While semi-spouse for unwed senior couples will work for now, still, I’m all ears to hear our Champs’ suggestions for what to call unwed couples. Just don’t call us, “Old fogies living together!”

What do senior couples call themselves? Not old fogies that’s for sure. How about active, fun loving,energetic significant others or semi-spouses. Who cares really? Just go out and have a blast.

Senior Online Dating

On Life and Love after 50 eNewsletter – August 24, 2018

Is Senior Online Dating: Productive? Quirky? Dangerous? Risky?

The answer: all the above.

Online dating has become a huge business. There are hundreds of sites. But does it work for seniors? Yes…and no. There are plenty of senior online dating challenges.

Productive? Many senior couples have found online dating success. I’ll name two as an example.

Jeanne emailed, “I met my man on OurTime. He contacted me in September, 2015. I didn’t meet him until March, 2016. We met at Starbucks. He was a wonderful man and we got along famously. We waited six months before taking the friendship to a LAT (Living Apart Together) relationship.

Recently, we decided to live together and chose my place! I not only gained a man in my life, but his dog and lizard, too! He’s even better than what I had described as my perfect mate!”

My partner Greta has a friend named Dominque. She met her Tom on Match.com. They turned a long-distance relationship into a marriage, when Tom moved from Sacramento to live with Dominque in her San Clemente home.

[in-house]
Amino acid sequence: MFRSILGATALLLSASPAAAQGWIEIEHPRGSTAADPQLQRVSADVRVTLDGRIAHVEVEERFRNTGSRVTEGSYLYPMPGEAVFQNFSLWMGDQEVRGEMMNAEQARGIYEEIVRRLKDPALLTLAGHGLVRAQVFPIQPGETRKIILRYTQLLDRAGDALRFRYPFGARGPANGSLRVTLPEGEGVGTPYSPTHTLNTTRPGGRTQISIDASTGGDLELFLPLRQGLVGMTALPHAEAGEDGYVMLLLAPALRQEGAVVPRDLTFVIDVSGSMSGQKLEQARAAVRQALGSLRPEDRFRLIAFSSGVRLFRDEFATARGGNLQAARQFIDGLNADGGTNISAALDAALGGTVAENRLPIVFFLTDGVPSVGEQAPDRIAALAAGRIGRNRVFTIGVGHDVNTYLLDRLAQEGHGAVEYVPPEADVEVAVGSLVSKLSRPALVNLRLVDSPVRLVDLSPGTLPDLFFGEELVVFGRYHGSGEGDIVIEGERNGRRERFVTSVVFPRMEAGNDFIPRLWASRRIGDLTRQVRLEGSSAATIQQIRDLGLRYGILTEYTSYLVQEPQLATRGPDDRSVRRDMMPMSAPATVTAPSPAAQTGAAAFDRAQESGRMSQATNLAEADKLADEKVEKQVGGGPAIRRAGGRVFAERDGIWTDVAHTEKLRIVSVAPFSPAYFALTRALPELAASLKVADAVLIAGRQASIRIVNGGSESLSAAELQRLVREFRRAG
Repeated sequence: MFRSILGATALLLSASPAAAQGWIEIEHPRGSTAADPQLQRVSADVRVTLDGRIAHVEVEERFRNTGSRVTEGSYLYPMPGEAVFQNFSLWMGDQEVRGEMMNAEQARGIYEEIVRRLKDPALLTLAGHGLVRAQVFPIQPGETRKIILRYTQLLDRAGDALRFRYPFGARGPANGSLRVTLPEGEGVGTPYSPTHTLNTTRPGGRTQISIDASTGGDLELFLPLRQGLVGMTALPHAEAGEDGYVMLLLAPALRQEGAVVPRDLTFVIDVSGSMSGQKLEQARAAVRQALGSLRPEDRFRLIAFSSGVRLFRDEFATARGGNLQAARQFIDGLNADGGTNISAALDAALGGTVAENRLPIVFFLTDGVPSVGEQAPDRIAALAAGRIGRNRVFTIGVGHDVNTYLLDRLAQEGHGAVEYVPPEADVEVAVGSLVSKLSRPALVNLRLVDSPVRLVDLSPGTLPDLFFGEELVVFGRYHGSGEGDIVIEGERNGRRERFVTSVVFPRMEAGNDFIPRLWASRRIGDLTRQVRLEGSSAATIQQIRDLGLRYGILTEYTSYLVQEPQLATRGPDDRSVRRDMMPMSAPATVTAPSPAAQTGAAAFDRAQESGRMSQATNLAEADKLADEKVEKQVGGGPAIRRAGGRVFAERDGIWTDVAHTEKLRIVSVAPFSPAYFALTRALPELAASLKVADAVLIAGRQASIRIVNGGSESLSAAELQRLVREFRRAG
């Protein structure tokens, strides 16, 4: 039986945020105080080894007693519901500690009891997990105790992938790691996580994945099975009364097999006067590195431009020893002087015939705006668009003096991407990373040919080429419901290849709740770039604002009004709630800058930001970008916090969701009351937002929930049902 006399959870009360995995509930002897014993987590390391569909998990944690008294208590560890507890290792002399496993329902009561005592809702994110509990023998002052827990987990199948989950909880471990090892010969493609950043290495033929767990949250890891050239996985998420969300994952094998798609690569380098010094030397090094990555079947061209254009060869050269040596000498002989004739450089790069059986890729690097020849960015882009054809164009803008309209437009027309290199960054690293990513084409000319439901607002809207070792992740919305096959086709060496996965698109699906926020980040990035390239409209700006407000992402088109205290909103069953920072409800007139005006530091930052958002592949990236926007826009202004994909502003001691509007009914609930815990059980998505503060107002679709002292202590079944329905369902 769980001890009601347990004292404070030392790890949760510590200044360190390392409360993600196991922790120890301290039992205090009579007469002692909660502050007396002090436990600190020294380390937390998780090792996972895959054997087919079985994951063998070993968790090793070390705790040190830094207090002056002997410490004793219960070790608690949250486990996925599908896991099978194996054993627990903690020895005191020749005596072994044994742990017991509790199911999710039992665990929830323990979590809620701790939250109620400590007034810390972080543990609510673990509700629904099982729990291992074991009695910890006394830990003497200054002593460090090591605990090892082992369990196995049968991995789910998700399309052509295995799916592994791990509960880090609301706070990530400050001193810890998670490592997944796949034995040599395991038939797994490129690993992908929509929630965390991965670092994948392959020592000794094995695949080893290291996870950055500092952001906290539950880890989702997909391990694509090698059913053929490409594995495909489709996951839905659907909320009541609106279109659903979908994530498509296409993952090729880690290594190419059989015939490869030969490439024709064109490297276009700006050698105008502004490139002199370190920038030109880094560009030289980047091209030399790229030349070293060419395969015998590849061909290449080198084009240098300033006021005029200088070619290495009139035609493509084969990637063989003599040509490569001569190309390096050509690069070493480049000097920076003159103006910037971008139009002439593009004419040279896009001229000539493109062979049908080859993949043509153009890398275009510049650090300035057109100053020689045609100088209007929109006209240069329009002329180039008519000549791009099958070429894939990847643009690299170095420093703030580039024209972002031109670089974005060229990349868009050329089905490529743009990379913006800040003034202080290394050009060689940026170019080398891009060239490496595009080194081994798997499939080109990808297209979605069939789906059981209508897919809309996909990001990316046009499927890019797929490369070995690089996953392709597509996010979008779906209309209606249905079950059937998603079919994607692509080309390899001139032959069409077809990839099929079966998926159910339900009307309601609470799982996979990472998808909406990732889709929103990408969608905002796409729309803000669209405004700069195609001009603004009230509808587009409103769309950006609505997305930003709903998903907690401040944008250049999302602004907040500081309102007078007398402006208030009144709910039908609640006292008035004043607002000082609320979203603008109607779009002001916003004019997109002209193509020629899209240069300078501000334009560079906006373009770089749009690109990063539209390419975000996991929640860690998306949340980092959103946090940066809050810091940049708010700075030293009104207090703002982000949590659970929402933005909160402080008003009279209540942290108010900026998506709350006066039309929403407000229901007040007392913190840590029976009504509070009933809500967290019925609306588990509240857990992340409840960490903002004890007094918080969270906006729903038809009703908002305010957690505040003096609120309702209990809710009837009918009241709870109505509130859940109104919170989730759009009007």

Quirky? It can be. Champ Gina, (Greta’s niece), 53, sent a text last week showing a personal ad she saw on Tinder, an online dating site. Gina wrote, “Tinder has a reputation for ‘casual’ relationships (umm, like a friend-with-benefits arrangement). What you see in the ads is all you get, one or a few pictures, a paragraph or nothing at all. You choose to meet based mostly on attraction to each other’s photo by swiping right on the photo. Swipe left and there is no connection.”

Gina added, “I thought you might find this guy’s ad interesting. It is an example of what not to say if you want to meet a nice woman.”

The man wrote: looking for sweet, smart, built, warm and tender, love to travel the world, if you want to have more fun than with someone you’ve ever had call me. Have to be pristine clean, love the warmth and the tenderness of a man, and if not, you’re not in my ballpark, only qualified people call me. Ps hookers and prostitutes do not call”
Tinder calls itself the world’s most popular dating site with 20 billion matches. People as young as 18 use it. The user reviews are filled with complaints about people being banned from the site without explanation. I do not recommend Tinder for seniors; besides, there is a fee.

In doing research on Tinder, I found a list of free dating sites. I am not endorsing or recommending any of them. It’s just a list.


Dangerous? I read horror stories, including murders, of people who met on Tinder and other sites. Some as recent as July and August of this year. Doing background checks is a must when meeting strangers. Seniors are vulnerable online.

Risky? You bet. The October 21, 2017, issue of the Palm Beach Post (Florida) featured an article written by Debby Montgomery, a 52-year-old widow. She lost $1,080,762.43 to a Nigerian romance scammer without ever meeting the man in person.